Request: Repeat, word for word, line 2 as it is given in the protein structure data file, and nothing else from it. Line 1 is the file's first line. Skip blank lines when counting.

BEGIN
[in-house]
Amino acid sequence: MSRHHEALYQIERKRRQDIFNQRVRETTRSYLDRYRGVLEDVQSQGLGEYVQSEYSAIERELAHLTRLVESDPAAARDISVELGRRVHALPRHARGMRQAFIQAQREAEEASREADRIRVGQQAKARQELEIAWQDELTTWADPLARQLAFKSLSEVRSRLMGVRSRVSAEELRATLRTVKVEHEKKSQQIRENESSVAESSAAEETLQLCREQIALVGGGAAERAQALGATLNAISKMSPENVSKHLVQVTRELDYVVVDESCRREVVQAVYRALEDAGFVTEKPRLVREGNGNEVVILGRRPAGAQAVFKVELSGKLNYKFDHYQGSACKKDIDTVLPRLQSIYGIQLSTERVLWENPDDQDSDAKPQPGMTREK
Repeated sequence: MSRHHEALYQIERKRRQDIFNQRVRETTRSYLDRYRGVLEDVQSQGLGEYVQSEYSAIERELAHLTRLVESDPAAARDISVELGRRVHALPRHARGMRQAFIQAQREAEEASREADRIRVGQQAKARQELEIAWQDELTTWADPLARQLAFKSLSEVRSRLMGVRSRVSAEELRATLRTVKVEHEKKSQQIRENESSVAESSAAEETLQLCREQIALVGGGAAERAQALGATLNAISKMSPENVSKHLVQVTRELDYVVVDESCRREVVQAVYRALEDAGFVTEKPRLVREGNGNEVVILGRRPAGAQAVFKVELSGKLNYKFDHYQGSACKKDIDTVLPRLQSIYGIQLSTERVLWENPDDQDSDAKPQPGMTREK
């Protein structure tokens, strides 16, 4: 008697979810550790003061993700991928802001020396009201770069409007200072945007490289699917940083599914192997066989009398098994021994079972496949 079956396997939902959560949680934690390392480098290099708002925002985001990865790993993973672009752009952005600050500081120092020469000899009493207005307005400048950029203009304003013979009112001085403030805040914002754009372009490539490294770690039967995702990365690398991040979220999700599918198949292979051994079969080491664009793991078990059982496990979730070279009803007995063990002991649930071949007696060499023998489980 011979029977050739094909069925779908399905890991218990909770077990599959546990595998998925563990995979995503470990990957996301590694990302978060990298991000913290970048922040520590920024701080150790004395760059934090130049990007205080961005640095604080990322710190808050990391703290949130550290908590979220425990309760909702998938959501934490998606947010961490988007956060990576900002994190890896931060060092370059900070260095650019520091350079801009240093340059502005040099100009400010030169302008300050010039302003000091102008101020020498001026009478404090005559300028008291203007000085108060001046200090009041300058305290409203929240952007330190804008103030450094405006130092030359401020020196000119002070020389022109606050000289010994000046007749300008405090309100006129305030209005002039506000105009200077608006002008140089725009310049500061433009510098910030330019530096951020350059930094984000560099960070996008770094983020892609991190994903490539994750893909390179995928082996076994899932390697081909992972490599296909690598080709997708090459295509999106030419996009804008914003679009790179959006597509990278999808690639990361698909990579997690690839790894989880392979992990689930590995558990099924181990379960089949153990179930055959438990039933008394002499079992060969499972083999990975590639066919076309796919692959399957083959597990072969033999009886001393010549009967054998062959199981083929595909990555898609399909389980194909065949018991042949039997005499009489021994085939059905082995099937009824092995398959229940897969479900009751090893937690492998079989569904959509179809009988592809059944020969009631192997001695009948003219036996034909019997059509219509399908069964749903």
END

Amino acid sequence: MSRHHEALYQIERKRRQDIFNQRVRETTRSYLDRYRGVLEDVQSQGLGEYVQSEYSAIERELAHLTRLVESDPAAARDISVELGRRVHALPRHARGMRQAFIQAQREAEEASREADRIRVGQQAKARQELEIAWQDELTTWADPLARQLAFKSLSEVRSRLMGVRSRVSAEELRATLRTVKVEHEKKSQQIRENESSVAESSAAEETLQLCREQIALVGGGAAERAQALGATLNAISKMSPENVSKHLVQVTRELDYVVVDESCRREVVQAVYRALEDAGFVTEKPRLVREGNGNEVVILGRRPAGAQAVFKVELSGKLNYKFDHYQGSACKKDIDTVLPRLQSIYGIQLSTERVLWENPDDQDSDAKPQPGMTREK